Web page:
Firmicutes and Bacteroidetes constitute most of the microbiota in healthy people. The human gut contains few bacterial phyla, but is extremely diverse at the strain and subspecies levels. Microbial diversity is decreased in CD patients.46 There are differences evident in the composition of microbiota between stool and tissue specimens. The core phyla, Firmicutes and Bacteroidetes, are decreased and Proteobacteria increases exceptionally in CD patients.47 Fecalibacterium and Roseburia were decreased. Some potentially anti-inflammatory species, such as Faecalibacterium prausnitzii,48 are also reduced. By contrast, a greater abundance in Enterobacteriaceae, particularly Escherichia coli species, has been observed in mucosal tissues of CD patients.49
Adherent invasive E. coli has been isolated from biopsied samples and the changes are more remarkable in mucosal specimens than in fecal samples.50 Mesalamine decreased intestinal inflammation, and is associated with a reduction in E. coli and Shigella. There was also a shift in oxidative pathways in CD.51
The role for compositional changes of the microbiota in IBD subsets still remains unclear and there is no distinct evidence on whether specific strains induce IBD. Changes in composition of microbiota in the intestine may also contribute to clinical courses of disease, disease severity, and drug responses. Therefore, a comprehensive understanding about the gut microbiome should be acquired to pinpoint its precise role in the disease context.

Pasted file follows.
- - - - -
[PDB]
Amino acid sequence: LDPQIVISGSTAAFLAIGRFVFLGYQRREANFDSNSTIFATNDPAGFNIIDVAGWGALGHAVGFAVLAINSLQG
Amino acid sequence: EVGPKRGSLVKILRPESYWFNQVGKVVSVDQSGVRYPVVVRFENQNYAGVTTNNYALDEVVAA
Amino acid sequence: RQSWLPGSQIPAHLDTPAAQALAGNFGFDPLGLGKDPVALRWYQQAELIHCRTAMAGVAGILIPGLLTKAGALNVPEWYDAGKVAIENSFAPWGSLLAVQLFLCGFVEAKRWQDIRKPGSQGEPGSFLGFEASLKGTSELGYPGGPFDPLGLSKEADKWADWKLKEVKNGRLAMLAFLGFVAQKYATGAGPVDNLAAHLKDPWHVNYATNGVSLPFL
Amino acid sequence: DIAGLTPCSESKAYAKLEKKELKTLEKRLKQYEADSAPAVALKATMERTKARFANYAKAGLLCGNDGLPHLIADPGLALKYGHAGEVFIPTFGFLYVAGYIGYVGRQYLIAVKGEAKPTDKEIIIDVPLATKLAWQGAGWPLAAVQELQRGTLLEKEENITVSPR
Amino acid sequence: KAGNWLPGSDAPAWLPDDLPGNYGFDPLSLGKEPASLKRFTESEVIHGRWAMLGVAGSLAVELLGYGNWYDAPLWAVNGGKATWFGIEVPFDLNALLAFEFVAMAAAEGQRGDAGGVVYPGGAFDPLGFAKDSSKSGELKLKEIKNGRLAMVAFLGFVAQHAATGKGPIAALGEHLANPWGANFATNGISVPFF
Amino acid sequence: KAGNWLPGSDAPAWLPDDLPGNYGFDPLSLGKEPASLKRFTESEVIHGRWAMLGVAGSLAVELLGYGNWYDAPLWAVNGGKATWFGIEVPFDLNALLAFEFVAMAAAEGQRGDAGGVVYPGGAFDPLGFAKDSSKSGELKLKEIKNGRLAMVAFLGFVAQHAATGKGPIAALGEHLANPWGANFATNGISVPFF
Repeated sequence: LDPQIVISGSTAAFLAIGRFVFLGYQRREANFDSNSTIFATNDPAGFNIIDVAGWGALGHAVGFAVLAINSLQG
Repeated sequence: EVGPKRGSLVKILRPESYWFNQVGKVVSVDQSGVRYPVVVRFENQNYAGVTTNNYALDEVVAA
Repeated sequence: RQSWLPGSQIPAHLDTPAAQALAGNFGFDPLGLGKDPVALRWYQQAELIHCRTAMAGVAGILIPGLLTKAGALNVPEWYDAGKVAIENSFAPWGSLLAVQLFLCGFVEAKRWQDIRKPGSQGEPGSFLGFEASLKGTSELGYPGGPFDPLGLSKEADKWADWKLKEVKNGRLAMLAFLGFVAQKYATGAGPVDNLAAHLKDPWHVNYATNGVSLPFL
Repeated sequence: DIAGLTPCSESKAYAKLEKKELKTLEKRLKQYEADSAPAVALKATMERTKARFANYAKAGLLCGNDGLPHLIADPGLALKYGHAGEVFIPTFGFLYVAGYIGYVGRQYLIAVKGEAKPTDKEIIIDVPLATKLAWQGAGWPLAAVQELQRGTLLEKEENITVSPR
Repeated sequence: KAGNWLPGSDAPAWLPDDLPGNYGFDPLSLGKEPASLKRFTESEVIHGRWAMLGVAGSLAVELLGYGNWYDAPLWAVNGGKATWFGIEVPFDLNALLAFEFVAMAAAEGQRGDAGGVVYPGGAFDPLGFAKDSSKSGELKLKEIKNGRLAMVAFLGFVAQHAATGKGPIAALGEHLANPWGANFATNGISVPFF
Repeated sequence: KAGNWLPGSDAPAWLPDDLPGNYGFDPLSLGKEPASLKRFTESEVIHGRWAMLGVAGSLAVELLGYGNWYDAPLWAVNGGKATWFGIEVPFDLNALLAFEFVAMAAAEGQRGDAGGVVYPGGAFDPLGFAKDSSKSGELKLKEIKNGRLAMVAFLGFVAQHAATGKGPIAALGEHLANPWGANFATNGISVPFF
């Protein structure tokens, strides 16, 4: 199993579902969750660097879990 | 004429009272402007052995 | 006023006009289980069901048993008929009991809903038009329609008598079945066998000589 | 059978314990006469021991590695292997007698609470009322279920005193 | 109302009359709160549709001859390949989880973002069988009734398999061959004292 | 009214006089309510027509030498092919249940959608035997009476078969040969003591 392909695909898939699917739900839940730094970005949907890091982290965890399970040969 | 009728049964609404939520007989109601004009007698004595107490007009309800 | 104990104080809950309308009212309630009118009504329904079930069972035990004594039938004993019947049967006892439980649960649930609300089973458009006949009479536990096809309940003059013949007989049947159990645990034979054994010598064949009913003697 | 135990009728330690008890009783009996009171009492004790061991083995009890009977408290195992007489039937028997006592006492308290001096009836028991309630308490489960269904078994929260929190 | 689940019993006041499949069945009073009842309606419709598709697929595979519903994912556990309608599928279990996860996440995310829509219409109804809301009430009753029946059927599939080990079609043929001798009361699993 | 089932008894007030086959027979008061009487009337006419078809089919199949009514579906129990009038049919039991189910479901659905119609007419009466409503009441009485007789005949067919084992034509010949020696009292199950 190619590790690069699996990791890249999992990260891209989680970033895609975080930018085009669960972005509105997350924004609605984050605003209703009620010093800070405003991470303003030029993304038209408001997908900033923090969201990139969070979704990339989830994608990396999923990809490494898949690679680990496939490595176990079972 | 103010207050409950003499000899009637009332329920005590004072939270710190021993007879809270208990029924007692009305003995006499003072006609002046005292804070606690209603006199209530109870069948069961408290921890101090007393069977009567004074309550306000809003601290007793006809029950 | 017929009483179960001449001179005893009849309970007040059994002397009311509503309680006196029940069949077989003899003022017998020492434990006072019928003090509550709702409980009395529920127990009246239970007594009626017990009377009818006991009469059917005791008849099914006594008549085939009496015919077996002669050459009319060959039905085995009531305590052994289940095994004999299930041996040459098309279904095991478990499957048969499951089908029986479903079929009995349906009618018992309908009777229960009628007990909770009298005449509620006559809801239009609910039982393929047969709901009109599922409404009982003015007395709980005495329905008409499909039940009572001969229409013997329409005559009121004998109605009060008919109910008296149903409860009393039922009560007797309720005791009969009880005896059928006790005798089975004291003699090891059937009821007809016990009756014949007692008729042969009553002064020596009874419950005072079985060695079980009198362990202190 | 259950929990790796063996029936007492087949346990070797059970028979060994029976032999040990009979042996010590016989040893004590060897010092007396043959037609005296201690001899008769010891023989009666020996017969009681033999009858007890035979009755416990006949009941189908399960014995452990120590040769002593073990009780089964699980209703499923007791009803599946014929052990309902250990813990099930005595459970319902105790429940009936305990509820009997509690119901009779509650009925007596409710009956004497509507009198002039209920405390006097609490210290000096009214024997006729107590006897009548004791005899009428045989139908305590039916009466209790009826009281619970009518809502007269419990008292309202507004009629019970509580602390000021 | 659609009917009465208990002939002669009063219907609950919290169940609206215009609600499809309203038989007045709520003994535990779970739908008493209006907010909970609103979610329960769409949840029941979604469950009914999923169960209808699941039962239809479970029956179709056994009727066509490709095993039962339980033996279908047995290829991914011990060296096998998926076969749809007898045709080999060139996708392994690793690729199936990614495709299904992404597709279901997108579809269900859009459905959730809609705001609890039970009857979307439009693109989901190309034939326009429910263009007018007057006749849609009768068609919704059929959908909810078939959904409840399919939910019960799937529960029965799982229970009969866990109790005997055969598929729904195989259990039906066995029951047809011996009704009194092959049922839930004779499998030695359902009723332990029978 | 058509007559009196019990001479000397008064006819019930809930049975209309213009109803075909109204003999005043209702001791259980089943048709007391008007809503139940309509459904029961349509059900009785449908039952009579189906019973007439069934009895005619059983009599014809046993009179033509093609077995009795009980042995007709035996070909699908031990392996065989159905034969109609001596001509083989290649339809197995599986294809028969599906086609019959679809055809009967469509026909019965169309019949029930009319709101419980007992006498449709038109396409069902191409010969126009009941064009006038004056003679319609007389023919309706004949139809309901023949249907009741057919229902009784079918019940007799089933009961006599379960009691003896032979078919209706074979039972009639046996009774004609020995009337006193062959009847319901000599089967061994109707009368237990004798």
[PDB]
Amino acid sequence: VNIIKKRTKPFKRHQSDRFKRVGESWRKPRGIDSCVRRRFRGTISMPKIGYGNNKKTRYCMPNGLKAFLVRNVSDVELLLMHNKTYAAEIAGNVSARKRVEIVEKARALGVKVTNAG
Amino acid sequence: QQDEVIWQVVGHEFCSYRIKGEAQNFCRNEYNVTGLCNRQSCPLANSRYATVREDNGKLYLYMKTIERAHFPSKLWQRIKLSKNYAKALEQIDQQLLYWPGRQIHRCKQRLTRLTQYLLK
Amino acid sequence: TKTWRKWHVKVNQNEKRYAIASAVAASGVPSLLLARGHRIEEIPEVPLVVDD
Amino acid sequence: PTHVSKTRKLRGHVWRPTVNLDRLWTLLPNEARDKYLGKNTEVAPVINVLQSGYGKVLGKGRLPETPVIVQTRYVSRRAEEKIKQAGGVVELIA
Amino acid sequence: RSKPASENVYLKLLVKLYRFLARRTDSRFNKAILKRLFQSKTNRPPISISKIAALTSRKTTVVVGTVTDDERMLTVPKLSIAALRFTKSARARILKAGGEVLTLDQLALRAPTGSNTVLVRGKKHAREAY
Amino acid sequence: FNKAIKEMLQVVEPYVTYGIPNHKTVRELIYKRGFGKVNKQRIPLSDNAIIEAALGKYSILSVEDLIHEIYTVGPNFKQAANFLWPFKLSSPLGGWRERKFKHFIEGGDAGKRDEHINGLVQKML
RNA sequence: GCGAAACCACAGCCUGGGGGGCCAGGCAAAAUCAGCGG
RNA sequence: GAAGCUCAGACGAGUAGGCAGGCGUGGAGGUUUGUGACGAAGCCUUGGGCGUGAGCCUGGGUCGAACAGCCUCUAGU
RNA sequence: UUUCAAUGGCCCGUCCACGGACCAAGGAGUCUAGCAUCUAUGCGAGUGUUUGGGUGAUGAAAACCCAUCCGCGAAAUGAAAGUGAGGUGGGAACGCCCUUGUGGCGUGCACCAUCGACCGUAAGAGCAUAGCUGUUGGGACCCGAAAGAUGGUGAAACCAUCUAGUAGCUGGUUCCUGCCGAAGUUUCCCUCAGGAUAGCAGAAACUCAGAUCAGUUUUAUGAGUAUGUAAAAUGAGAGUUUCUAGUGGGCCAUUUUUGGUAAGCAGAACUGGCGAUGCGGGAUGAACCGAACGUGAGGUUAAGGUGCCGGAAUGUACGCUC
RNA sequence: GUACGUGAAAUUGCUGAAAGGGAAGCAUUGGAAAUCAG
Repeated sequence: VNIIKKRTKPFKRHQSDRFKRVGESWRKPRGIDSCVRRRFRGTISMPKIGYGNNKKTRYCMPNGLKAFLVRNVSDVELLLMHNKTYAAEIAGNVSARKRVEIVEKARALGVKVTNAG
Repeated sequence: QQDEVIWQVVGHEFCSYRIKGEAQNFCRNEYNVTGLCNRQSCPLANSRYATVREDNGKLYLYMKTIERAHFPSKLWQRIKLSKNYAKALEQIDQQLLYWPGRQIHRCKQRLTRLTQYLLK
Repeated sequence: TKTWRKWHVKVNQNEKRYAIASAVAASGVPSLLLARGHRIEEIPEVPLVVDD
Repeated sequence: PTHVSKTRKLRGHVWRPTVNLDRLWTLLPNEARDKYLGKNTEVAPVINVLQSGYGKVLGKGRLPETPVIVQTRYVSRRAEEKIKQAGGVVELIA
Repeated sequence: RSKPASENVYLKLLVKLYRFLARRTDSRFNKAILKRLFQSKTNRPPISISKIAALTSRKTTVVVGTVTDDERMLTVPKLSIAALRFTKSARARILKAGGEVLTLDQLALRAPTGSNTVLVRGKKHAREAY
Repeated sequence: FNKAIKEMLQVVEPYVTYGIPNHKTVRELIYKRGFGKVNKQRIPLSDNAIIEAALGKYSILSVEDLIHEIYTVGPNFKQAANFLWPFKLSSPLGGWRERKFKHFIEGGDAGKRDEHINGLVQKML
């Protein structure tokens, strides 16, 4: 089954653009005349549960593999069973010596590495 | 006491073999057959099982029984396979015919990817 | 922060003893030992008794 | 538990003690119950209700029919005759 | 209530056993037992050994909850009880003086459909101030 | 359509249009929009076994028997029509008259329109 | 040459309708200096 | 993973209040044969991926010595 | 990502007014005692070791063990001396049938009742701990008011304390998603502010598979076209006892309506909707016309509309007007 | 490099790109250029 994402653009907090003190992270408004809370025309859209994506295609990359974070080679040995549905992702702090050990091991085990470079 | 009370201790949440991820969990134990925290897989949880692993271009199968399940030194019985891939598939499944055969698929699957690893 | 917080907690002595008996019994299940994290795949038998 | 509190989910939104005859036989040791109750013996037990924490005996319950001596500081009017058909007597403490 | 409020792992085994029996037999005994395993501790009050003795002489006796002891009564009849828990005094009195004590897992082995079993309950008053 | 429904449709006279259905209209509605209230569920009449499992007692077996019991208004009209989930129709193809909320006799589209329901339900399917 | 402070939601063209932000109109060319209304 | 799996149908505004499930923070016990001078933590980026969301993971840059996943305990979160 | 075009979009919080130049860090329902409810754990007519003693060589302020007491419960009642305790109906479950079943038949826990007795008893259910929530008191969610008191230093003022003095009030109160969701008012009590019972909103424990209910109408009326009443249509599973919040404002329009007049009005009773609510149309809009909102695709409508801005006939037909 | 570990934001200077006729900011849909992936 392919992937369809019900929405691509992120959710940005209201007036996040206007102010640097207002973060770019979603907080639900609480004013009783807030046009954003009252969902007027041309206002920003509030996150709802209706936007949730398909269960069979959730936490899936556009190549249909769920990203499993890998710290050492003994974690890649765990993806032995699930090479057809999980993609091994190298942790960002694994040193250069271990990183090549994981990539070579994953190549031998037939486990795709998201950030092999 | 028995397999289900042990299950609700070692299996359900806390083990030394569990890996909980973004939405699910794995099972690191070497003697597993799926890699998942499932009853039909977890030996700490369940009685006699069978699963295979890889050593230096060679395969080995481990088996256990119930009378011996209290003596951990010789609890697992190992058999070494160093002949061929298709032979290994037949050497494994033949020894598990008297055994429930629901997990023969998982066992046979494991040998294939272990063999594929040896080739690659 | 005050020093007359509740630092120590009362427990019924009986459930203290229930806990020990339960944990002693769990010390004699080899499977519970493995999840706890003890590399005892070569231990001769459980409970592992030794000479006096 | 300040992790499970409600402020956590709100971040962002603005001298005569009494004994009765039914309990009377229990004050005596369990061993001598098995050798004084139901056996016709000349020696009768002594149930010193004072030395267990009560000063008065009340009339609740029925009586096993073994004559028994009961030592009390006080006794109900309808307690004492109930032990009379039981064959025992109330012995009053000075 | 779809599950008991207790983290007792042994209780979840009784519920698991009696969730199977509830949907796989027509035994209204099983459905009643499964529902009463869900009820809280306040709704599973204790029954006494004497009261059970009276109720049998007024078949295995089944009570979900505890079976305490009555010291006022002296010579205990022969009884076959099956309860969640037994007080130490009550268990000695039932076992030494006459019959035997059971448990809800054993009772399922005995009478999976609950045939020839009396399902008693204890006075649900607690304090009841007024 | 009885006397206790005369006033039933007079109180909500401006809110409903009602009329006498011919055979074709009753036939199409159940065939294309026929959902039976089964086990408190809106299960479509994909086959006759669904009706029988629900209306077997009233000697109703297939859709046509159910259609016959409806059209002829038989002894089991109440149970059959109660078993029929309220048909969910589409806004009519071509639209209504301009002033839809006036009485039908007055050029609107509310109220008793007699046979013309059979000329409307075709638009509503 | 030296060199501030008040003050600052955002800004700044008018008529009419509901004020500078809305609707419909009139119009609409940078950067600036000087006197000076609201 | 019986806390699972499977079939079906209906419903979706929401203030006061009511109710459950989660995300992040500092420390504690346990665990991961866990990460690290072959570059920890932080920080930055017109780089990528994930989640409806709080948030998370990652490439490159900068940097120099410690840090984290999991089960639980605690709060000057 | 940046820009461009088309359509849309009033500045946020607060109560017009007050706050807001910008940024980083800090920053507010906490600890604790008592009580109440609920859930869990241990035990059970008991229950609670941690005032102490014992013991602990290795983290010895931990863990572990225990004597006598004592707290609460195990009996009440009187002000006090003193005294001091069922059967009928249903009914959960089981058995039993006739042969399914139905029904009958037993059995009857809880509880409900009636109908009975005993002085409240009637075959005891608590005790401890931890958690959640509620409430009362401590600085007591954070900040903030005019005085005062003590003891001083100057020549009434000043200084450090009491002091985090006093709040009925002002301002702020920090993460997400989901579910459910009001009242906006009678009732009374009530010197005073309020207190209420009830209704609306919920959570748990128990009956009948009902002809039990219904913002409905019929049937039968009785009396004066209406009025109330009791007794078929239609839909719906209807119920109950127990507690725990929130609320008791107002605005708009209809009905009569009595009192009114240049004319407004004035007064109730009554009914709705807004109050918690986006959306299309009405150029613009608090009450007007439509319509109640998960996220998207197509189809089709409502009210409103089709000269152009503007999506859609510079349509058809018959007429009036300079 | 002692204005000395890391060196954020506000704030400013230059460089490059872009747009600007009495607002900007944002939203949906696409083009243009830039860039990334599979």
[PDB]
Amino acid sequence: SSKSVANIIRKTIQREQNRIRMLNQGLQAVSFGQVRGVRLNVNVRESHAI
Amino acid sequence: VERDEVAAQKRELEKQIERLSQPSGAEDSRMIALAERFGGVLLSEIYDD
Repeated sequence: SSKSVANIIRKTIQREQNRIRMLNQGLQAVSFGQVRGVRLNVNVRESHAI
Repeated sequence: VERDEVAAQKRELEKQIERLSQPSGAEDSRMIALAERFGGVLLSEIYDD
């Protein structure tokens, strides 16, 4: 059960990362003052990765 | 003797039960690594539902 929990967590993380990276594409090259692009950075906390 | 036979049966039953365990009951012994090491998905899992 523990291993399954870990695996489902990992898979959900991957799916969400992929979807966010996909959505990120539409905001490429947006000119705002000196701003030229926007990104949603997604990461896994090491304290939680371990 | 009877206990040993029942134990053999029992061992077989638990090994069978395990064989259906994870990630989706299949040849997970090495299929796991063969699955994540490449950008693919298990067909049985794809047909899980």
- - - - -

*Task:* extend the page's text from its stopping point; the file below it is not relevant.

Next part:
CONCLUSIONS

The intestinal microbiota play important roles in maintaining metabolic function and immunologic homeostasis in the human body. Recent animal studies showed colitic microbiota could be transmitted to hosts with normal immunological backgrounds. By high-throughput pyrosequencing and computational biology, we learned about compositional changes of microbiota and its metabolic pathways in the intestines. Currently, knowledge from microbiome research could be applied to develop biomarkers as predictors of treatment responses or risk stratification factors for prognosis, and not only as a causative agent of IBD. Like fecal transplantation, which was proven to be an effective treatment modality for recurrent Clostridium difficile infection,52 treatment modalities using fecal microbiota could be another option for the treatment of IBD.53 However, there is a long way to go, in terms of our understanding the exact roles of intestinal microbiota in the human body. Using only limited data from genotoxic animals, the gastroenterologist should understand recent metagenomic study results related with IBD. Therefore, a comprehensive understanding of composition of microbiota and functional analysis of metagenomes might lead us into a new era of knowledge about the pathogenesis of IBD.

NOTES

Financial support: This study was supported by Basic Science Research Program through the National Research Foundation of Korea funded by the Ministry of Education (NRF-2011-0010841).

Conflict of interest: None.